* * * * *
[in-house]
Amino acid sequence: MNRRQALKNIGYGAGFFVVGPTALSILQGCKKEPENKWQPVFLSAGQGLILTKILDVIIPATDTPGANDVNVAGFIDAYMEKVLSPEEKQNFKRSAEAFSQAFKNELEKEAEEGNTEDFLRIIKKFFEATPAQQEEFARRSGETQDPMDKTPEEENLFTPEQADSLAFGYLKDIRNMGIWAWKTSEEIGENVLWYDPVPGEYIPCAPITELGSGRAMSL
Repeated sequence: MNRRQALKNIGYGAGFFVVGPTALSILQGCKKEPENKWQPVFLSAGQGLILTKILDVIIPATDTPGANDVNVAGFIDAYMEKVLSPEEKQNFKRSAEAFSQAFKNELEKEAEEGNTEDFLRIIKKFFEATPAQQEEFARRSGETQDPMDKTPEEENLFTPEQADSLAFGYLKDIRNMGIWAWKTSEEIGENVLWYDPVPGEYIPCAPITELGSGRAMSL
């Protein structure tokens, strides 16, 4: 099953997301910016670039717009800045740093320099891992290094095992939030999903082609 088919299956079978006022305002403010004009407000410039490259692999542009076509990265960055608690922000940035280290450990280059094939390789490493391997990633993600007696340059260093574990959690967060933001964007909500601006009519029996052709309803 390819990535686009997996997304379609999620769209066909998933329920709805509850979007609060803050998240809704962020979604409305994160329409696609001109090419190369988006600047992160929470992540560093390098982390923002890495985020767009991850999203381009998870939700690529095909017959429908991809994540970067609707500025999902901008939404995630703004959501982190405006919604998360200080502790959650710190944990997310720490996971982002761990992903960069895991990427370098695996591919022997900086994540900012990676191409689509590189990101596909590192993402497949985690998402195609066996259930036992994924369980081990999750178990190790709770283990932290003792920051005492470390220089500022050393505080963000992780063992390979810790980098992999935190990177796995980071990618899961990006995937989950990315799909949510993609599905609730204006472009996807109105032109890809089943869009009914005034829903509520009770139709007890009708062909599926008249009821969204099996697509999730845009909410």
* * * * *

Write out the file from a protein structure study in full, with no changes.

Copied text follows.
[in-house]
Amino acid sequence: MNRRQALKNIGYGAGFFVVGPTALSILQGCKKEPENKWQPVFLSAGQGLILTKILDVIIPATDTPGANDVNVAGFIDAYMEKVLSPEEKQNFKRSAEAFSQAFKNELEKEAEEGNTEDFLRIIKKFFEATPAQQEEFARRSGETQDPMDKTPEEENLFTPEQADSLAFGYLKDIRNMGIWAWKTSEEIGENVLWYDPVPGEYIPCAPITELGSGRAMSL
Repeated sequence: MNRRQALKNIGYGAGFFVVGPTALSILQGCKKEPENKWQPVFLSAGQGLILTKILDVIIPATDTPGANDVNVAGFIDAYMEKVLSPEEKQNFKRSAEAFSQAFKNELEKEAEEGNTEDFLRIIKKFFEATPAQQEEFARRSGETQDPMDKTPEEENLFTPEQADSLAFGYLKDIRNMGIWAWKTSEEIGENVLWYDPVPGEYIPCAPITELGSGRAMSL
């Protein structure tokens, strides 16, 4: 099953997301910016670039717009800045740093320099891992290094095992939030999903082609 088919299956079978006022305002403010004009407000410039490259692999542009076509990265960055608690922000940035280290450990280059094939390789490493391997990633993600007696340059260093574990959690967060933001964007909500601006009519029996052709309803 390819990535686009997996997304379609999620769209066909998933329920709805509850979007609060803050998240809704962020979604409305994160329409696609001109090419190369988006600047992160929470992540560093390098982390923002890495985020767009991850999203381009998870939700690529095909017959429908991809994540970067609707500025999902901008939404995630703004959501982190405006919604998360200080502790959650710190944990997310720490996971982002761990992903960069895991990427370098695996591919022997900086994540900012990676191409689509590189990101596909590192993402497949985690998402195609066996259930036992994924369980081990999750178990190790709770283990932290003792920051005492470390220089500022050393505080963000992780063992390979810790980098992999935190990177796995980071990618899961990006995937989950990315799909949510993609599905609730204006472009996807109105032109890809089943869009009914005034829903509520009770139709007890009708062909599926008249009821969204099996697509999730845009909410």